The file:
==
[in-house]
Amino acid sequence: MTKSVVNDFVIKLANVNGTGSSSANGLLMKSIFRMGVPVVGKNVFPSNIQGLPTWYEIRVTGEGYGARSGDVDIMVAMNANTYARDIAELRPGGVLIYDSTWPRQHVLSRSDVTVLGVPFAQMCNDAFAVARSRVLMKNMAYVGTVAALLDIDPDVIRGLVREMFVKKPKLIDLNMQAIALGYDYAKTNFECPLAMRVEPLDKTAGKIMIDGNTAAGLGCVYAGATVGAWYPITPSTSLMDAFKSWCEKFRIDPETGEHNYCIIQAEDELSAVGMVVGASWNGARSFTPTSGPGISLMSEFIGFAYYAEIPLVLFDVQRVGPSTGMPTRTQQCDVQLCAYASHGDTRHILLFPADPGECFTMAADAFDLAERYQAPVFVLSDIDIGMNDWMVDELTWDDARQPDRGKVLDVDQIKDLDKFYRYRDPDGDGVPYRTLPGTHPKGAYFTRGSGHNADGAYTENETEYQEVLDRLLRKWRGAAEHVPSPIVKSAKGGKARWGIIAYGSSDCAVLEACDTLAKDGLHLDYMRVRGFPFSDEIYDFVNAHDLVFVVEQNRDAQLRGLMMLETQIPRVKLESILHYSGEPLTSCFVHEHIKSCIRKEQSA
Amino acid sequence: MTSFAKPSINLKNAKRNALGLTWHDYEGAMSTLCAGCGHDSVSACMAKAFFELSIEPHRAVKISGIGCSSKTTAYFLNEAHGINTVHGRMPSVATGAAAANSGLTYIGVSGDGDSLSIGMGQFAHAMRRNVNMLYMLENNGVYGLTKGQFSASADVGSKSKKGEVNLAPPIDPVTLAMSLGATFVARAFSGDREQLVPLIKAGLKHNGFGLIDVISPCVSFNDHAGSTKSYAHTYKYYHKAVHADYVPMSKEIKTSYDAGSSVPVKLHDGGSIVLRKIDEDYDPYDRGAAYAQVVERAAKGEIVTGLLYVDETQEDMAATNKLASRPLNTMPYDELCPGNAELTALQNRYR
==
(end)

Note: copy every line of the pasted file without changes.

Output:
[in-house]
Amino acid sequence: MTKSVVNDFVIKLANVNGTGSSSANGLLMKSIFRMGVPVVGKNVFPSNIQGLPTWYEIRVTGEGYGARSGDVDIMVAMNANTYARDIAELRPGGVLIYDSTWPRQHVLSRSDVTVLGVPFAQMCNDAFAVARSRVLMKNMAYVGTVAALLDIDPDVIRGLVREMFVKKPKLIDLNMQAIALGYDYAKTNFECPLAMRVEPLDKTAGKIMIDGNTAAGLGCVYAGATVGAWYPITPSTSLMDAFKSWCEKFRIDPETGEHNYCIIQAEDELSAVGMVVGASWNGARSFTPTSGPGISLMSEFIGFAYYAEIPLVLFDVQRVGPSTGMPTRTQQCDVQLCAYASHGDTRHILLFPADPGECFTMAADAFDLAERYQAPVFVLSDIDIGMNDWMVDELTWDDARQPDRGKVLDVDQIKDLDKFYRYRDPDGDGVPYRTLPGTHPKGAYFTRGSGHNADGAYTENETEYQEVLDRLLRKWRGAAEHVPSPIVKSAKGGKARWGIIAYGSSDCAVLEACDTLAKDGLHLDYMRVRGFPFSDEIYDFVNAHDLVFVVEQNRDAQLRGLMMLETQIPRVKLESILHYSGEPLTSCFVHEHIKSCIRKEQSA
Amino acid sequence: MTSFAKPSINLKNAKRNALGLTWHDYEGAMSTLCAGCGHDSVSACMAKAFFELSIEPHRAVKISGIGCSSKTTAYFLNEAHGINTVHGRMPSVATGAAAANSGLTYIGVSGDGDSLSIGMGQFAHAMRRNVNMLYMLENNGVYGLTKGQFSASADVGSKSKKGEVNLAPPIDPVTLAMSLGATFVARAFSGDREQLVPLIKAGLKHNGFGLIDVISPCVSFNDHAGSTKSYAHTYKYYHKAVHADYVPMSKEIKTSYDAGSSVPVKLHDGGSIVLRKIDEDYDPYDRGAAYAQVVERAAKGEIVTGLLYVDETQEDMAATNKLASRPLNTMPYDELCPGNAELTALQNRYR